At some point, circumstances may lead you to decide that you need to resign. Here’s what you need to know so you won’t suffer the consequences of “abandoning your contract.”
Contract employment means there are terms agreed upon by both the employer and employee for a designated period. A contract is an outline of obligations regarding compensation, work expectations, and causes for termination.
Public school employees who are required to have a contract include:
In any given school district, other employees also may be required to have contracts.
There are three types of contracts:
- Probationary contracts are one-year contracts — usually for the first year of employment with the district — that can be renewed for two more years. This contract can be terminated by the employer at the end of the period for any reason, and no reason must be given.
- Term contracts extend over a specified period, automatically renew, and last no longer than five years. Termination by the employer can occur only with good cause.
- Continuing contracts are continuous year to year until the employee resigns, retires, or is terminated by the employer.
Resigning While on Contract
Under the Texas Education Code, contract employees are required to resign no later than 45 days before the first day of instruction for the school year. Resigning outside this timeframe can lead to a determination that you have “abandoned your contract” and a one-year suspension of your teaching certificate.
There are some exceptions to this rule, outlined in the Texas Administration Code, for educators to resign without penalty:
- Serious illness or health condition of the educator or a close family member
- Relocation to a new city as a result of a job change for the educator’s spouse or a partner who lives with them
- Significant change in the educator’s family needs that requires the educator to relocate or devote more time than allowed by their current employment
If you want to leave your job mid-contract and you don’t qualify for one of those exceptions, you must submit a request for a contract release from the school board. The school board isn’t required to grant a release, although you can choose to abandon your contract if the release isn’t granted.
That said, if you choose to abandon your contract, the district may choose to file a complaint. An employee who has previously chosen to resign can change their mind and remain employed, depending on the resignation date and if that date has been approved by the district.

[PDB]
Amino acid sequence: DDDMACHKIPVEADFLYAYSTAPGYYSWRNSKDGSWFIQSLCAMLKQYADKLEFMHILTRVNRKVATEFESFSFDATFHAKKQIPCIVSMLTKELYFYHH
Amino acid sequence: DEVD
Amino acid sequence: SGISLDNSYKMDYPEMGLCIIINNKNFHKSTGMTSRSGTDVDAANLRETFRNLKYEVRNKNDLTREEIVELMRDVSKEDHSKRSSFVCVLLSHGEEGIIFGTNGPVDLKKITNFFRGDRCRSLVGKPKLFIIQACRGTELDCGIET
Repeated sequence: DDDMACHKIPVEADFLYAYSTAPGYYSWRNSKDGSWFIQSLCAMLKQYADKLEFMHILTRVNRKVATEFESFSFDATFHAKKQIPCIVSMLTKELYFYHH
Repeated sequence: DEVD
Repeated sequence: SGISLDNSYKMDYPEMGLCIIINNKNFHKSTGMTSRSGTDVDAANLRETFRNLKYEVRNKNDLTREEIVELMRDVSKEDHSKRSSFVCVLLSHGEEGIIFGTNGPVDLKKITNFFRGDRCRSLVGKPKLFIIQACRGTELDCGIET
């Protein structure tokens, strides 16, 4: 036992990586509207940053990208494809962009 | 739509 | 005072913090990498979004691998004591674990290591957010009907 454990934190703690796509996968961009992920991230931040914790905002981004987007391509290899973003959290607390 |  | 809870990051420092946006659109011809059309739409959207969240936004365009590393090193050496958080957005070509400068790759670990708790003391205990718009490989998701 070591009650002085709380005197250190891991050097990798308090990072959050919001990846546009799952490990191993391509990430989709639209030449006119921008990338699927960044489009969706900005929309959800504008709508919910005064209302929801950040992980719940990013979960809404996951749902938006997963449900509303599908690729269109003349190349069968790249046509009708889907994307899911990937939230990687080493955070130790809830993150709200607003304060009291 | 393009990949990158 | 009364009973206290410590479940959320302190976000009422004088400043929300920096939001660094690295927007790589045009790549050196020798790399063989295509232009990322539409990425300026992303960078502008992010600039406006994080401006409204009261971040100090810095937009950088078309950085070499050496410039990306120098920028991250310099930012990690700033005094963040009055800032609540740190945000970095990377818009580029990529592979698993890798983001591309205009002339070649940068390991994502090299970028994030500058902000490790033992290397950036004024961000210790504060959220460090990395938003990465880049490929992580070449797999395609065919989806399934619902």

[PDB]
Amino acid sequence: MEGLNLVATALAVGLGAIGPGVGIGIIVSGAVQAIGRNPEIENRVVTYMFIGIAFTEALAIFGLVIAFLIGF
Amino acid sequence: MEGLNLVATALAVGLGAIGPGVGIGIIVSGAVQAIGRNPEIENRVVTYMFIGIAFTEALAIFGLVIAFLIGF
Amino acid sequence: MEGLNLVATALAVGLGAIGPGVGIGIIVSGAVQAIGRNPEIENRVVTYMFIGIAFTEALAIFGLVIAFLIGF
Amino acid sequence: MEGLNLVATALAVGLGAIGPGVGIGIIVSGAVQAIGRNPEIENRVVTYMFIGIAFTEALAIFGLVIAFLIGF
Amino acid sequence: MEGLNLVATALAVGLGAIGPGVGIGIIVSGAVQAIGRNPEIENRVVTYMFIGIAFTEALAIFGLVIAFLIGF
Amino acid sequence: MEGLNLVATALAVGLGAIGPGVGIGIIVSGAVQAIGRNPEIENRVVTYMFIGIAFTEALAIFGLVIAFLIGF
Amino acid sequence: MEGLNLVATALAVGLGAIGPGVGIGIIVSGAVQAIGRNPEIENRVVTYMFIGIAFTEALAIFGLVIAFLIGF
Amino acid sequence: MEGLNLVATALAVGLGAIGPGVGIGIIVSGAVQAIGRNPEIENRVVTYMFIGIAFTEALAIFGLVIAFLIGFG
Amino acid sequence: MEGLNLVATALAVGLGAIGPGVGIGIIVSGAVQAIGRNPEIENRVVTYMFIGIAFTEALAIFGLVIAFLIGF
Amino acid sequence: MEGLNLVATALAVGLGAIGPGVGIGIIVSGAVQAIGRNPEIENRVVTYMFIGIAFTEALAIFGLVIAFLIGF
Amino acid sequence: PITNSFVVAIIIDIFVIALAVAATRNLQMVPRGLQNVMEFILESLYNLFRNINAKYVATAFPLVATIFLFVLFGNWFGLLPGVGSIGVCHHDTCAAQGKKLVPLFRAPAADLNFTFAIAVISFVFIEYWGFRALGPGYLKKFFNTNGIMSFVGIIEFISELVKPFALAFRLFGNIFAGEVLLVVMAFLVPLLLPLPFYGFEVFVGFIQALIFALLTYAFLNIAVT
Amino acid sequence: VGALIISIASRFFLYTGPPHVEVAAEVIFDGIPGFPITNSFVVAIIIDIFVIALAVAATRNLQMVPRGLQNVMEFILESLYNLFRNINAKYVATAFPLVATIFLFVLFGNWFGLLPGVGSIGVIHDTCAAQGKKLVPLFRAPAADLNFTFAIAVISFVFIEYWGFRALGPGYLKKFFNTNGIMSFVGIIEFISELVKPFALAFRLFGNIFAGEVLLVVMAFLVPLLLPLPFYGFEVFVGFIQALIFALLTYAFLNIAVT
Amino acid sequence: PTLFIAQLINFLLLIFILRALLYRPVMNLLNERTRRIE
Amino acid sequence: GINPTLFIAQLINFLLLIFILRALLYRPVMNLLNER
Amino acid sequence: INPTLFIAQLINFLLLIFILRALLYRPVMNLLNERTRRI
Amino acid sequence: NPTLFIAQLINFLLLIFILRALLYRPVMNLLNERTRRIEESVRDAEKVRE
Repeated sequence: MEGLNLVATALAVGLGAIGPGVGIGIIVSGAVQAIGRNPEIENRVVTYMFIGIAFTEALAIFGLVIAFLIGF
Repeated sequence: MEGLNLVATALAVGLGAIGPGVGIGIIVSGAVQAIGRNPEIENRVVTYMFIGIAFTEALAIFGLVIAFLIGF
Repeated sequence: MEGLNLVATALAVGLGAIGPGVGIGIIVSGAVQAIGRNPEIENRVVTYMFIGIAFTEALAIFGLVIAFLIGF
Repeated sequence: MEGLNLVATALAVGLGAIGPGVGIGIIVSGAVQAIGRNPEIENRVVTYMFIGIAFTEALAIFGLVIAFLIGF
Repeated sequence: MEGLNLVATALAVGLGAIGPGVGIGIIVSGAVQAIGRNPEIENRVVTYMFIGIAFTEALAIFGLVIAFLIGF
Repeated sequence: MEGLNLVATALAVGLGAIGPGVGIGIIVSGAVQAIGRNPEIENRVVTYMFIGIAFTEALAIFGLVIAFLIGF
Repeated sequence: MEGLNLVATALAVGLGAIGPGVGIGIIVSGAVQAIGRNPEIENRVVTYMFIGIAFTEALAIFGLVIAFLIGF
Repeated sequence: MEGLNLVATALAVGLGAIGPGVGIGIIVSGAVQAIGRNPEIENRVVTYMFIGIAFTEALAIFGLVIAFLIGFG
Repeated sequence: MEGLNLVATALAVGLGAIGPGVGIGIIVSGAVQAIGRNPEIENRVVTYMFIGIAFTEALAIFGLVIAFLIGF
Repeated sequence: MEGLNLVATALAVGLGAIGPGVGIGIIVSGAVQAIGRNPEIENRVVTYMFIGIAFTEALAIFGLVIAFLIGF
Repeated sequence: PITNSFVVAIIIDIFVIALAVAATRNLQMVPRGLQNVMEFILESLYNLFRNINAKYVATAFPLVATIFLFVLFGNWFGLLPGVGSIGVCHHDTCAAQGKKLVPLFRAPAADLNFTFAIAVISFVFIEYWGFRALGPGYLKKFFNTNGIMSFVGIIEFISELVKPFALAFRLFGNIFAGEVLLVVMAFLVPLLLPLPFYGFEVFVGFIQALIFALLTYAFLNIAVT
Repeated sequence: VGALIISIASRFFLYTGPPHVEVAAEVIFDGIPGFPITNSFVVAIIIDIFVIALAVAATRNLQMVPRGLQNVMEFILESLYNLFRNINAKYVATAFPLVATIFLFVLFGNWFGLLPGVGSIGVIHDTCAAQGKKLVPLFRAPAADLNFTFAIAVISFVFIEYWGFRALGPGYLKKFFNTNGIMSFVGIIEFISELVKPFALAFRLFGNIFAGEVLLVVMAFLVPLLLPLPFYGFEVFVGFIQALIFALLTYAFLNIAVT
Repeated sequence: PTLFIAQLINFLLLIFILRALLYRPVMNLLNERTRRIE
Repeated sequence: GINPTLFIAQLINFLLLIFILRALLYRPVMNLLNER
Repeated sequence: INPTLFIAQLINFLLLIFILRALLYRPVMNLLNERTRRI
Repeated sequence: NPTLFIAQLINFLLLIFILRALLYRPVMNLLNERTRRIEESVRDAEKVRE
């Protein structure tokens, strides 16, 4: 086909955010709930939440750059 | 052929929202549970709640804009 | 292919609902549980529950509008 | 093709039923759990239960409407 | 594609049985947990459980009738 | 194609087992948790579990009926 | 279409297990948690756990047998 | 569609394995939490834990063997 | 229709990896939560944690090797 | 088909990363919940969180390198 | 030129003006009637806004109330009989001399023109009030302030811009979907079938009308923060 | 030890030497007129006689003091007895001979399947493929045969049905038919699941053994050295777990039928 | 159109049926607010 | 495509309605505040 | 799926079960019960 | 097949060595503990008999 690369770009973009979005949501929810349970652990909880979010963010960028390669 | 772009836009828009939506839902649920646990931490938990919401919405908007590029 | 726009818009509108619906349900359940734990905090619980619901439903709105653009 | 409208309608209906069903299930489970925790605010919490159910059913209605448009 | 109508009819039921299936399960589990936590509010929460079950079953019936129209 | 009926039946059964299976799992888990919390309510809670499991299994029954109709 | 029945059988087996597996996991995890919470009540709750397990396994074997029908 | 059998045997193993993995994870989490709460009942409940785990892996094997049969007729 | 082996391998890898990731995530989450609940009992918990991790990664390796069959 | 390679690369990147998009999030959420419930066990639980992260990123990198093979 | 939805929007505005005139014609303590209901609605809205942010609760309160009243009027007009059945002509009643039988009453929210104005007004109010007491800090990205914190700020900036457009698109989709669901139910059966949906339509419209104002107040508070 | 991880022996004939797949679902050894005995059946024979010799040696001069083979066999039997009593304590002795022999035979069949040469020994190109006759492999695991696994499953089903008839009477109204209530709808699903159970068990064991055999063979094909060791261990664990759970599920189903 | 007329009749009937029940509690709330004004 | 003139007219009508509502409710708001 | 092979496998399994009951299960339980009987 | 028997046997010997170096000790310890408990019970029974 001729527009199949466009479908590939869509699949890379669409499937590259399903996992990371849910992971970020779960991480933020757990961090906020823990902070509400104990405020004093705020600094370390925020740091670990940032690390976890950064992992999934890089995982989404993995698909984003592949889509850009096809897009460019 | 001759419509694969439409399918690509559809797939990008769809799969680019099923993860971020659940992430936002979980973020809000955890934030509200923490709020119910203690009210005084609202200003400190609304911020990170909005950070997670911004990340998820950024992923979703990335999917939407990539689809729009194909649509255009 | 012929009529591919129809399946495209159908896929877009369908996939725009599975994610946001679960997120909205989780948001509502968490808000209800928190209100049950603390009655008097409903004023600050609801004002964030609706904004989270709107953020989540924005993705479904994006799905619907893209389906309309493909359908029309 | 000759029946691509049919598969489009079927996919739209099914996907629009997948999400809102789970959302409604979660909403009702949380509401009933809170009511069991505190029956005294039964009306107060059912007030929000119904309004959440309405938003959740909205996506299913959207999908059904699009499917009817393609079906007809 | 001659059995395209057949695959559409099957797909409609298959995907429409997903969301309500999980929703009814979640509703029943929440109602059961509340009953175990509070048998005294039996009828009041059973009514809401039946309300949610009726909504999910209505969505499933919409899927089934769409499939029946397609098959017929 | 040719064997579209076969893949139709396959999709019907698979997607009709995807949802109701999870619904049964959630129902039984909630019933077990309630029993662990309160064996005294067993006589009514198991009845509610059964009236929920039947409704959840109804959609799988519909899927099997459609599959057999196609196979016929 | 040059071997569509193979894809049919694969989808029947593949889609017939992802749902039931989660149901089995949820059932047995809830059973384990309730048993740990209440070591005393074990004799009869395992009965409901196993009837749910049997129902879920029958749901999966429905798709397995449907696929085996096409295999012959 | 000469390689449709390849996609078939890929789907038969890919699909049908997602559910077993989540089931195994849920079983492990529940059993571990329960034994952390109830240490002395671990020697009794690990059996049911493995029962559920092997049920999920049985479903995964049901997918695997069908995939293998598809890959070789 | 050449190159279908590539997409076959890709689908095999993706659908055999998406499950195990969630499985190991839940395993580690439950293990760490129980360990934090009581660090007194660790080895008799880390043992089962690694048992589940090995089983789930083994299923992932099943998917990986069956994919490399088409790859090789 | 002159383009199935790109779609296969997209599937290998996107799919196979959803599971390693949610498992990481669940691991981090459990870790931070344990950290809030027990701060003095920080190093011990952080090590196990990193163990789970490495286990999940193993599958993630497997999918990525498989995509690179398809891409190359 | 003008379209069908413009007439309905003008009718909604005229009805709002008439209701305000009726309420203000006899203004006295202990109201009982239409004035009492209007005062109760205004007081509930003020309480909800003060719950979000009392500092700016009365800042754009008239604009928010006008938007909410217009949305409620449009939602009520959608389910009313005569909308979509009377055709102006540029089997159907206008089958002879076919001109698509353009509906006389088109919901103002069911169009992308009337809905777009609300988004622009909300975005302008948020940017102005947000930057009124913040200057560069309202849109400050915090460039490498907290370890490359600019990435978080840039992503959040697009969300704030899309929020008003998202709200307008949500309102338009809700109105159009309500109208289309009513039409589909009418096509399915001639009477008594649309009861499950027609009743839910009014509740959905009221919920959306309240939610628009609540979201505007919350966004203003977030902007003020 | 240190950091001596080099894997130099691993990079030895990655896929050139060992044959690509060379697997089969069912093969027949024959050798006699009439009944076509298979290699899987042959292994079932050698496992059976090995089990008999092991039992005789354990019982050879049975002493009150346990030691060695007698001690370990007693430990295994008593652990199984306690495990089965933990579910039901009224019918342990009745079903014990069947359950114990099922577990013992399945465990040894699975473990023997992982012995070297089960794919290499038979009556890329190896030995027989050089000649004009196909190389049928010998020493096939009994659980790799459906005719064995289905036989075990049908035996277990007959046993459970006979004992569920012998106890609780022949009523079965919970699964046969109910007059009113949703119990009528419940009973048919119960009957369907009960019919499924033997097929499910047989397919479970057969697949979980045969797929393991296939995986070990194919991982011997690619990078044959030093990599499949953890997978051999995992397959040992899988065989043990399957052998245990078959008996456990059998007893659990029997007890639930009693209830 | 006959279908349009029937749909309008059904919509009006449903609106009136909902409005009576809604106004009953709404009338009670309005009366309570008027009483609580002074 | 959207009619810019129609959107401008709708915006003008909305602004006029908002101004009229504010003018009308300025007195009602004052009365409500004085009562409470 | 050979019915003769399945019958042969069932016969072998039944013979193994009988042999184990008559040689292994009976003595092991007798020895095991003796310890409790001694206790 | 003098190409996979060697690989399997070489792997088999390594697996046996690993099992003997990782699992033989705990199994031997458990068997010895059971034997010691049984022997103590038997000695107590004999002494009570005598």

What to Do If You Need to Resign
If you’re thinking about leaving your position after the penalty-free resignation date, there are steps you can take to avoid the one-year suspension imposed by the Texas Education Agency’s State Board for Educator Certification for contract abandonment.
- Contact your local union or Associate Membership Program representative before you resign.
- Provide documentation of any illness, injury, relocation, or change in family needs before you resign and try to secure your school board’s consent to the resignation.
- Try to negotiate with your district to see if the board will accept your resignation.
If you must break your contract, these steps may go a long way toward persuading your district administration and school board to release you without penalty:
- Give as much notice as possible.
- Try to find a replacement for the district.
- Help train your replacement, if possible.
- Leave lesson plans for your replacement.
One thing you shouldn’t do: “take your principal’s word for it” that you can resign without penalty. Only the school board can release you from your contract. You need to work with your Human Resources department, not just your campus administrator.
Settlement agreements are usually done for serious allegations and not for a standard resignation. There may be other provisions that can be agreed upon. Check with your local union or the AMP service department for more information.
Things to ask for in a settlement agreement:
- Neutral recommendation
- Neither party admits to wrongdoing.
- The employee will resign on an effective date agreeable to both parties.
- The employee will drop the grievance (if there is one).
- Neither party will disparage the other.
- The heirs, family, et al, will not pursue legal recourse against the district, its employees and board member. This agreement will contain all remedies and will close the case as permissible by law (employee doesn’t surrender any federal rights, for example the right to file a discrimination case etc).
- All documents pertaining to grievance or investigation will be kept in a separate file and only revealed as per legal requirements.
Unlike contract employment, at-will employees have no contract outlining terms of their employment, including when and how it can be terminated by either the employer or the employee.
At-will employees can quit at any time, due to any circumstance — although two weeks’ advance notice is usually the expectation. Employers of at-will staff can terminate the employee for any reason at any time (besides those protected by law).
Public education employees who have at-will employment include:
- cafeteria staff
- custodial staff
- Texas Education Code Sec. 21.102 Probationary Contract
- Texas Education Code Sec. 21.105 Resignations Under Probationary Contract
- Texas Education Code Sec. 21.204 Term Contract
- Texas Education Code Sec. 21.210 Resignation Under Term Contract
- Texas Education Code Sec. 21.152 Continuing Contract
- Texas Education Code Sec. 21.160 Resignation Under Continuing Contract
- Texas Administrative Code Title 19.7.249.B
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